One frequent question I get from coaches and try to resolve myself is whether the conditioning should be based on individual characteristics (MAS, YOYO, VMAX, etc) OR based on position demands?
Regarding the position demands: how do we quantify them and what is the worthwhile difference (SWC) between positions that warrants different training prescription? Most of the studies focused on p values instead of SWC and TE. Speaking of TE (Typical Error) there is a huge %CV (coefficient of variation) in game-related data (which means that distances covered vary as much as 30% from game to game). This further complicated applicable positional differences from practical and physical preparation standpoint.
Ok, suppose we know the positional demands for our level of playing – should we focus on where we are in these demands or where we want to be (play)?
Suppose that we don’t take individual qualities into consideration and we impose positional demands based on where we want to be on the players. How are we certain they are not being loaded too much or too little?
In ideal world player physical qualities should coincide with his positional demands. Look at this as thelaw of supply and demand (supply~demand) or potential~expression. Sometimes this might not be the case because players don’t play certain position solely on their physical qualities, but also technical, decision making, mental and so forth.
I believe in complementary approach. I also love the approach by Carlo Buzzichelli –
INTENSITY: Individual Quality
VOLUME: Position Demands
ORGANIZATION: Positional Demands
WORK:REST: Positional Demands and Individual Quality
SITUATION/POSITON: Positional Demand
Again certain drills might be more ‘suited’ for certain positions, but in short if FB are running longer distances (see GPS data on duration and length of efforts in certain velocity zones) than FW, then FW might perform conditioning in shuttles and FBs in straight line [for example]. Another might be the volume – all positions run at certain %MAS, but MFs might do some extra set.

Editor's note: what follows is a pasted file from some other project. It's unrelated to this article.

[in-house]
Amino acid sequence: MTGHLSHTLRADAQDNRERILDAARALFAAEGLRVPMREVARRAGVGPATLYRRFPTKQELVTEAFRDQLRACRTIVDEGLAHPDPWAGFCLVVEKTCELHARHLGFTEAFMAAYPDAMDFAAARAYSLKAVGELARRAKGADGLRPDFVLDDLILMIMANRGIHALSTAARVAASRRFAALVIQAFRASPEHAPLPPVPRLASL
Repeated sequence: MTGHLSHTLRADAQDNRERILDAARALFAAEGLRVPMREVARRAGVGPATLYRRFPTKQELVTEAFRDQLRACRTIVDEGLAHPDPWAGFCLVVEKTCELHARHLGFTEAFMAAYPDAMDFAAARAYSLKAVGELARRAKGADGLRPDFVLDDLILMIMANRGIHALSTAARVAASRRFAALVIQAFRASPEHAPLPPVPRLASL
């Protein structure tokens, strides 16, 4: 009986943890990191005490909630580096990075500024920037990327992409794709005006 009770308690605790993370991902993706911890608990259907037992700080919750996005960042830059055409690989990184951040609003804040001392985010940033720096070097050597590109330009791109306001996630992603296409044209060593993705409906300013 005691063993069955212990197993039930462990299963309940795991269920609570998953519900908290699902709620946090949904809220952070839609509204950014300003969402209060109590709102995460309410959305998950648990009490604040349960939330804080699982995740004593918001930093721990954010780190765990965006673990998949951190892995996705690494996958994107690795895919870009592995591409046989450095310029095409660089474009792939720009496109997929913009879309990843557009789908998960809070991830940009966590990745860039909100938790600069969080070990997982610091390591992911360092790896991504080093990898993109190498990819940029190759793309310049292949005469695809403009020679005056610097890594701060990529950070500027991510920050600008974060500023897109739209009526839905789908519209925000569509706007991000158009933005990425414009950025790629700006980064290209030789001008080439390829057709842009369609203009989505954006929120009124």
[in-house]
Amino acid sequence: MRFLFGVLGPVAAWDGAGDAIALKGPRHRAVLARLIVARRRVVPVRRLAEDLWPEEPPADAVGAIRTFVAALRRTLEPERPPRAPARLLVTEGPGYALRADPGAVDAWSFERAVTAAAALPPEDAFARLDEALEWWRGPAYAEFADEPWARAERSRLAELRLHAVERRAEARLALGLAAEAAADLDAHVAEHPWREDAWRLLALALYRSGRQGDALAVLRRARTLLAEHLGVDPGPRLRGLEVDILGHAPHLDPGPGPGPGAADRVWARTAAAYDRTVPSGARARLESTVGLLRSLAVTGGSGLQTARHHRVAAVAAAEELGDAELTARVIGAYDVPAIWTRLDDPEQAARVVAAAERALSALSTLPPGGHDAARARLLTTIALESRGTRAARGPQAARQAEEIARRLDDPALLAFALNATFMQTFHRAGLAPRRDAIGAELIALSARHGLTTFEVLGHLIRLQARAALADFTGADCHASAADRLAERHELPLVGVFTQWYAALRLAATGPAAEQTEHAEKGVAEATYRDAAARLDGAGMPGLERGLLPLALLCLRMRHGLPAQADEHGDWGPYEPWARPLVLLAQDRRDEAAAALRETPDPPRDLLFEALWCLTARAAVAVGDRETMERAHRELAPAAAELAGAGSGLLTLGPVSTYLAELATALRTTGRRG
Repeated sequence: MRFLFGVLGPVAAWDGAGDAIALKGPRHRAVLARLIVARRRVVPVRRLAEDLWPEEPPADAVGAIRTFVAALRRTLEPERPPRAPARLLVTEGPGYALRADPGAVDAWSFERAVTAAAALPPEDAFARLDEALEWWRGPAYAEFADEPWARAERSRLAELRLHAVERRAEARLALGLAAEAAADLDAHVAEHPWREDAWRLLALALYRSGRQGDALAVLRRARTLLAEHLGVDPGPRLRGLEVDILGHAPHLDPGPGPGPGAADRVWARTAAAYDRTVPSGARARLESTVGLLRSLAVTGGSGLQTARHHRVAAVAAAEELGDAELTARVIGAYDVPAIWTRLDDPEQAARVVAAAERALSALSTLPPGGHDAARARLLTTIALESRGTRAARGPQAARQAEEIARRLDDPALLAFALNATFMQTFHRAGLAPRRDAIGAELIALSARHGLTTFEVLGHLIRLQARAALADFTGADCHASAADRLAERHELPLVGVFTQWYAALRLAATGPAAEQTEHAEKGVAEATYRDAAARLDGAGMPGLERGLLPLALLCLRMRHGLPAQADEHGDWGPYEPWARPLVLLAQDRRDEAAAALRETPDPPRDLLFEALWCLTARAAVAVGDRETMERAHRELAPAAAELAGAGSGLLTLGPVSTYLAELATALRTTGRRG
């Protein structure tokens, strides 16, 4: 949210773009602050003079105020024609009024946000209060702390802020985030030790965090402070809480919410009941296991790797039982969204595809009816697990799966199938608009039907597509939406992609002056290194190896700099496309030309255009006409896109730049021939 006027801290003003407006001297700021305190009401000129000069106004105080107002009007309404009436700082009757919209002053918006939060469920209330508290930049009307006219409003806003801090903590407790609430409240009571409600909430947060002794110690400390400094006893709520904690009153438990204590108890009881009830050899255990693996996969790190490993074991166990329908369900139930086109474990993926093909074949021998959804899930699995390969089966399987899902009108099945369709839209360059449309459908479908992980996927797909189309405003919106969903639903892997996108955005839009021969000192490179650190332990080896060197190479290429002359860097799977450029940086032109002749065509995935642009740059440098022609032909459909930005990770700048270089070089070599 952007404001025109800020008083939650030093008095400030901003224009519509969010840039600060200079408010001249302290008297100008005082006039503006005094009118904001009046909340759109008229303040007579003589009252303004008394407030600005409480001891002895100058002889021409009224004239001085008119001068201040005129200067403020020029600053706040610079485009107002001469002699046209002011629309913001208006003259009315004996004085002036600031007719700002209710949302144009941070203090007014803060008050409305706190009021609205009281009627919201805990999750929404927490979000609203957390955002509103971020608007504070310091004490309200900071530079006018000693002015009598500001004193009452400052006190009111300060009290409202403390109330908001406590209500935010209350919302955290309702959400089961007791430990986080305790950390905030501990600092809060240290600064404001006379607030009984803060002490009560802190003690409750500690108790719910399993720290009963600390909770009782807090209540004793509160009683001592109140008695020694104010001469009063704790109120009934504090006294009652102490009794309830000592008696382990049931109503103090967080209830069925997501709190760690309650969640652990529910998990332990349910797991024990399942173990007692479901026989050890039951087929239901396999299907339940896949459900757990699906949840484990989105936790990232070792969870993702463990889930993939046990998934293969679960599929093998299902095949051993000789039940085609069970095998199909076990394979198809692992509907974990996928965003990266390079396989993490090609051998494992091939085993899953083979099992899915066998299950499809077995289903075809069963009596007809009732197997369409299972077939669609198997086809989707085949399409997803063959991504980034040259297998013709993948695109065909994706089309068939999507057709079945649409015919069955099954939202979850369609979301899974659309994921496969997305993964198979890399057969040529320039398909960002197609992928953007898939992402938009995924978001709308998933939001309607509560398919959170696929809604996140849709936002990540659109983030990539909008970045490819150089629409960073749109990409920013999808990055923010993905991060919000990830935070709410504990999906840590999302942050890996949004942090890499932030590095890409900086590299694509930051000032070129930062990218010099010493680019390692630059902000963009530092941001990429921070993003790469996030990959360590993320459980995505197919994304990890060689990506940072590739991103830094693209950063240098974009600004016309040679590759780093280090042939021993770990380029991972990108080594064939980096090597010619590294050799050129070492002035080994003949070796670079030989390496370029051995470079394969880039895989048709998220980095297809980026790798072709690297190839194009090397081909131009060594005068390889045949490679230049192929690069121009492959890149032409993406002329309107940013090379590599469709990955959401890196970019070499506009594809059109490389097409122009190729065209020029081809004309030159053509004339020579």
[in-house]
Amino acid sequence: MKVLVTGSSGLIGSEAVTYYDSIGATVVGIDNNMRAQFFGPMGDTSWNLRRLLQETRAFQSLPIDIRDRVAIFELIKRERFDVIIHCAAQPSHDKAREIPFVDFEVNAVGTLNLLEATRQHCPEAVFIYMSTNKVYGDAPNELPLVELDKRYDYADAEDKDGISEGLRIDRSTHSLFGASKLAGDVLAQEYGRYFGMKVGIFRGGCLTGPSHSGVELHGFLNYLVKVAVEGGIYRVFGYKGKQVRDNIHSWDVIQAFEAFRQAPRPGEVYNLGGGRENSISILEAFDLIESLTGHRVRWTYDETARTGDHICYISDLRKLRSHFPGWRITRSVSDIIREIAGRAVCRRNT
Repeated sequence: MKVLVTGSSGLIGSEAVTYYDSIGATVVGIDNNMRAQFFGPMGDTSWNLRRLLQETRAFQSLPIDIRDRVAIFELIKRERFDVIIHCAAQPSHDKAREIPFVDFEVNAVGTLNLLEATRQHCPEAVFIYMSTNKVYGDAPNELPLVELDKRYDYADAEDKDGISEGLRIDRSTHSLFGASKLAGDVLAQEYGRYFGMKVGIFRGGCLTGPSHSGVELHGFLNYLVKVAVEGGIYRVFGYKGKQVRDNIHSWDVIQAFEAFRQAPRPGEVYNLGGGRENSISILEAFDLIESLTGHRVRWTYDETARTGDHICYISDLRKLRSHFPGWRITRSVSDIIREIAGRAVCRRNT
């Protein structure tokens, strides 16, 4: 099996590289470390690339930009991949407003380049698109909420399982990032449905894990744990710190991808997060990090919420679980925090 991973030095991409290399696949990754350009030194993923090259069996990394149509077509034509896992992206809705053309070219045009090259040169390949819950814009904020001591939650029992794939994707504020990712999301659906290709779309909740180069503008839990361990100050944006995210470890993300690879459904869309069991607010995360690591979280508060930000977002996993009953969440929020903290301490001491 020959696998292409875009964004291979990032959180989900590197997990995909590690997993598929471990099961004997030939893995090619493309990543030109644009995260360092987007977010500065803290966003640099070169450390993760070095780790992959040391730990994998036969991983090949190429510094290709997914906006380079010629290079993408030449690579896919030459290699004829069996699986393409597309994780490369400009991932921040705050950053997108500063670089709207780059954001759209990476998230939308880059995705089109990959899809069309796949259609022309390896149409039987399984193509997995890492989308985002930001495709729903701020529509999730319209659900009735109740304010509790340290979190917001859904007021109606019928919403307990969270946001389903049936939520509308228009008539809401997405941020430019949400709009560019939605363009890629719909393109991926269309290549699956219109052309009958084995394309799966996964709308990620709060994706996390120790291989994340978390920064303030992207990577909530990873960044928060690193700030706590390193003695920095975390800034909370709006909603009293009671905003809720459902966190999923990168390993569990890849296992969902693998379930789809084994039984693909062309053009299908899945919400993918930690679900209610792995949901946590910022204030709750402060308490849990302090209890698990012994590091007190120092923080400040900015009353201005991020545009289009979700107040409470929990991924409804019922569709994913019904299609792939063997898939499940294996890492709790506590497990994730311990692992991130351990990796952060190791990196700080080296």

Again, this is not static picture – the emphasis might shift over time and over pre-season/season.
When it comes to blending technique with conditioning [e.g. doing conditioning with finishing for FWs, conditioning with heading the ball out for CDs, etc] I believe positional demands will dominate [and not his technical/tactical qualities, yet again it depends]
Another way to look at this [dichotomist] problem is to use SSGs and games overall to put certain individual into the most position specific context. Thus, if this is solved with practices, is there a need to do it with conditioning too? And why are we splitting these two anyway? [see my presentation onPeriodization Confusion].
How much specific work is too much? When does the specific work fails to provide overload and adaptation? When does the adaptation/overload fails to bring transfer to specific work?
Unfortunately I don’t have THE answer, except stating that coaches should learn to reconcile and juggle with these two dichotomies [I solved it by using Squiggle Sense] and not to lean too much on pre-made solutions and philosophies. What I mean by the latter is that one needs to take complexity of biological adaptation and skill acquisition of each individual into consideration instead of pursuing certain rigid approach. The solution is smart monitoring and predictive analytics for each individual. This is the work in progress – take the empiricist/experimental stance and test your hypothesis for each individual, instead of rationalizing things based on who said what.
Unfortunately again, taking a stance of empiricist is not easy – it demand knowing what to measure, how to analyze it, how to compare it to other measures and how to make reliable action steps.